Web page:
Die vierte Frucht
Vier Früchte blieben uns vom Paradiese
auf unsrer langen Wüstenwanderung,
auf daß durch sie die Kraft des Ursprungs fließe
in tausendfacher Anverwandelung:
Die Liebe lädt in saftigblauer Traube;
die Hoffnung duftet warm wie goldnes Brot;
in bittersüßem Grün neigt sich der Glaube;
die Freude aber lächelt sonnenrot.
Christina Egan © 2018
Für Sr. Caterina von der Freude in Gott
The four fruits of paradise, an idea I was inspired to by the three Christian chief virtues — faith, hope, love — to which I added joy, another gift or virtue promoted by the same stern author, St Paul.
“Rejoice in the Lord always: and again I say, Rejoice”.
Love is envisaged as a blue or purple fruit, hope as a yellow one (or a loaf of bread), faith as a green fruit (possibly tasting bitter) and joy as a red or orange one… hopefully all sweet! The colours of the rainbow exist for our nourishment.
Photograph: Oranges in midwinter, in Morocco. Christina Egan © 2012.
All these proud palm-trees,
a thousand and one, now bow
before your beauty.
A road of roses,
an avenue fit for a king –
just right for you.
Desert dust reaches
for your ankles of marble,
envied by my hands.
Christina Egan © 2016
This is actually a set of winter poems: Morocco in midwinter is like northern Europe in midsummer! Marrakesh welcomes you with warm sunshine, thousands of palm-trees and tens of thousands of roses in all colours… Around the city, wherever the ancient irrigation system does not reach, the land stretches dry and dusty.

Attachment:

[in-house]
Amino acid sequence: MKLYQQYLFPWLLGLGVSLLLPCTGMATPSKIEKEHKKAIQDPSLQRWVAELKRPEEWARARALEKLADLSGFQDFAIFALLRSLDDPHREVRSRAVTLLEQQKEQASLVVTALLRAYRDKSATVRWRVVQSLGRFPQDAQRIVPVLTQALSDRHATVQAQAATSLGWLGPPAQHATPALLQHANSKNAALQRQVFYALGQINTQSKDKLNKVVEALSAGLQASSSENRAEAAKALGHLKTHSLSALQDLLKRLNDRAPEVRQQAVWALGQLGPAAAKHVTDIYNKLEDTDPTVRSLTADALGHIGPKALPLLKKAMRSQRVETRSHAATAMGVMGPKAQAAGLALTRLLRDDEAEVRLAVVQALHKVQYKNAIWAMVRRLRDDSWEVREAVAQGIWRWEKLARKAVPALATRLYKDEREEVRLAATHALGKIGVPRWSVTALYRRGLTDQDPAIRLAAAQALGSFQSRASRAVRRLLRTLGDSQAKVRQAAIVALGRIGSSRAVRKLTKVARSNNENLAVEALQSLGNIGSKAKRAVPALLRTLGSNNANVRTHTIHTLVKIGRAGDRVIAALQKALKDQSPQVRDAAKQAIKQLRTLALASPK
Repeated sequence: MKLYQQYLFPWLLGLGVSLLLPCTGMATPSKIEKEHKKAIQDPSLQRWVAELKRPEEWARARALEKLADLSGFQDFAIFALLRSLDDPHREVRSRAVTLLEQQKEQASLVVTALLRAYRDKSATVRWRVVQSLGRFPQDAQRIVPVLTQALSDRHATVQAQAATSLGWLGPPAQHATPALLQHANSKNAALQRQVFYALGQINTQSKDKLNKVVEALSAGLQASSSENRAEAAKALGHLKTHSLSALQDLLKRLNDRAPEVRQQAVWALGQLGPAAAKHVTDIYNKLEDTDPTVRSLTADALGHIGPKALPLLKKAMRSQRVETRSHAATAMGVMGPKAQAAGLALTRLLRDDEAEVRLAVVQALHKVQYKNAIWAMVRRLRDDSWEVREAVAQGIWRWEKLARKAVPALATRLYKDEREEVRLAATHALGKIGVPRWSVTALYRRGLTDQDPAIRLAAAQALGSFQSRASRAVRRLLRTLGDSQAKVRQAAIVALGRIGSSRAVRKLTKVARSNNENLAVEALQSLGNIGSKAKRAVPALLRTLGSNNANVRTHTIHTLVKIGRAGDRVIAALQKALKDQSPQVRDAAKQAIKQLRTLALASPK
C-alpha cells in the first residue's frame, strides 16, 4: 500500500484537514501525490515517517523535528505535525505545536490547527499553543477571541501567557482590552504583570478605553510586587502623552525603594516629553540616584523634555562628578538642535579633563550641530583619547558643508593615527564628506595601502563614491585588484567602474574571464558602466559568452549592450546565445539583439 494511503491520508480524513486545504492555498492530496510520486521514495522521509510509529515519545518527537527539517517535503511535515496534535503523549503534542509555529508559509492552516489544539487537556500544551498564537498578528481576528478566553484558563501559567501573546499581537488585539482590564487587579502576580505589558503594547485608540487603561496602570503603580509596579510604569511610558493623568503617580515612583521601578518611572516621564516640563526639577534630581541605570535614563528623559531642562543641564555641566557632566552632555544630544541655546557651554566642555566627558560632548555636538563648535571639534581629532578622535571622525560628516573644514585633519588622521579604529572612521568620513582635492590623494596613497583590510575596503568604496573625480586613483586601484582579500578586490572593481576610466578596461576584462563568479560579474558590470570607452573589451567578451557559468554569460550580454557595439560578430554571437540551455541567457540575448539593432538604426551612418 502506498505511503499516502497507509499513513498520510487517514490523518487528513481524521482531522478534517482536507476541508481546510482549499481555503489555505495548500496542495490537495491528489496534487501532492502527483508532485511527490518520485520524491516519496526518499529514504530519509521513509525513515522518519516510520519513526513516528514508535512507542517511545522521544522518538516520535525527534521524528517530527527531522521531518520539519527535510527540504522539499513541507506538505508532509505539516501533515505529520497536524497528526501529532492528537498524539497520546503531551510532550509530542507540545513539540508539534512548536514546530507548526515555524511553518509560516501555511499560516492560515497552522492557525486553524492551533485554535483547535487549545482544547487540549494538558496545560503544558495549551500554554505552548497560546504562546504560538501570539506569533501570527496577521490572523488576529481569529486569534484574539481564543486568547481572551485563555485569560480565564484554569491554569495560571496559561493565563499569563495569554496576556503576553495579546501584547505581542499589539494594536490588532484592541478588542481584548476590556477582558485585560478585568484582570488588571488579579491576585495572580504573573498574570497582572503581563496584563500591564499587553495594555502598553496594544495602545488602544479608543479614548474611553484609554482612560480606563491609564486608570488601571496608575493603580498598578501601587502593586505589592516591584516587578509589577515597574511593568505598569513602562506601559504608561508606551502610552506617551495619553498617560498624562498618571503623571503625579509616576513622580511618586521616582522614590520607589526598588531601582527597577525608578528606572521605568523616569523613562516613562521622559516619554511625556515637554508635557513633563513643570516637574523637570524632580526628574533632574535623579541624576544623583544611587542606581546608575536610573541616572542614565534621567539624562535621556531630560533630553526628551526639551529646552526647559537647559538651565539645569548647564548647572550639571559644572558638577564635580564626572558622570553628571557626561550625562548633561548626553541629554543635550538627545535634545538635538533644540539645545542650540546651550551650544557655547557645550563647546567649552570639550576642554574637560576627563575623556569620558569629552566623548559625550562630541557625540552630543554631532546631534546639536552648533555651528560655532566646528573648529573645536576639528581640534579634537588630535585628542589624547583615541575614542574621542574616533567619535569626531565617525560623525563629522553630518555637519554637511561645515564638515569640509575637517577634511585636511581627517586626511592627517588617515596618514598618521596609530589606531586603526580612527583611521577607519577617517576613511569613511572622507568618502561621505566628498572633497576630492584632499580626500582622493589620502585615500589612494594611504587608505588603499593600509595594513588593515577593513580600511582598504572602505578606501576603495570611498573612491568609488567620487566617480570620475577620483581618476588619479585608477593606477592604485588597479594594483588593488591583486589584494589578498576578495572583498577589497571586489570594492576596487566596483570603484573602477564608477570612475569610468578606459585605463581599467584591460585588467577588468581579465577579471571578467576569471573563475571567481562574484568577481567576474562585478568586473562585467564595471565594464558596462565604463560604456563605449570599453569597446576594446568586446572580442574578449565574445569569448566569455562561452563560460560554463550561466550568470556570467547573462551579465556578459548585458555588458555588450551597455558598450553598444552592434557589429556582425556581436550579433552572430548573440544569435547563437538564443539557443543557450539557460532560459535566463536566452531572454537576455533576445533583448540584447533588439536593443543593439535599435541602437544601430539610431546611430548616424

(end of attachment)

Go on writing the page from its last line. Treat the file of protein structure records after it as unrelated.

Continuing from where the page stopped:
Photograph: Orange-trees and rose-trees within the rose-coloured walls of Marrakesh. Christina Egan © 2012
Two mighty rivers’ ceaseless flow
beneath a high and cloudless sky;
to either side the ochre glow
of arid countries rolling by;
and here and there a golden maze,
the buildings’ cubes, the cities’ grid:
this jar with blue and brownish glaze
from Babylon still mirrors it.
Christina Egan © 2016
Mesopotamian jar (9th to 7th c. BC) . Photograph: © The Trustees of the British Museum.
The city and country of ‘Babylon’ were under Assyrian rule at the time the little jar was made, but I just used the name as the most familiar for all the civilisations of Mesopotamia.
For a German poem about Babylon with the Euphrates and the Hanging Gardens, see Die Hängenden Gärten.
The perfect elegance of this tiny everyday object is an example for the simple beauty I call for in Fewer Things, where you can also see a red Roman bowl.
Queen of the Night to King Moon
I suck the moisture from the Martian sand
and spend myself in reckless rapid bloom.
I am the Queen of a vast sun-quenched land,
yet subject to the magic of the Moon.
Sieh, vom Zauberstab des Mondes
angerührt mit sanfter Macht
sind zitronengelbe Sterne
wie Laternen still erwacht,
schütten Düfte in die Wüste,
todgeweiht nach einer Nacht –
desto größer, desto süßer
in verdichtet lichter Pracht.
Texts and photograph:
Christina Egan © 2014
You can find another photo of and poem about the Queen of the Night, Die Macht der Königin der Nacht, at the entry Green Blood.
The flowers indeed often come out with the full moon… and mostly last only one day… although they do last a second night.
Cacti must not stay outside overnight in a damp country: if their roots get too wet, they suffer and die. I only put them in the garden to make them and the insects happy… and the people!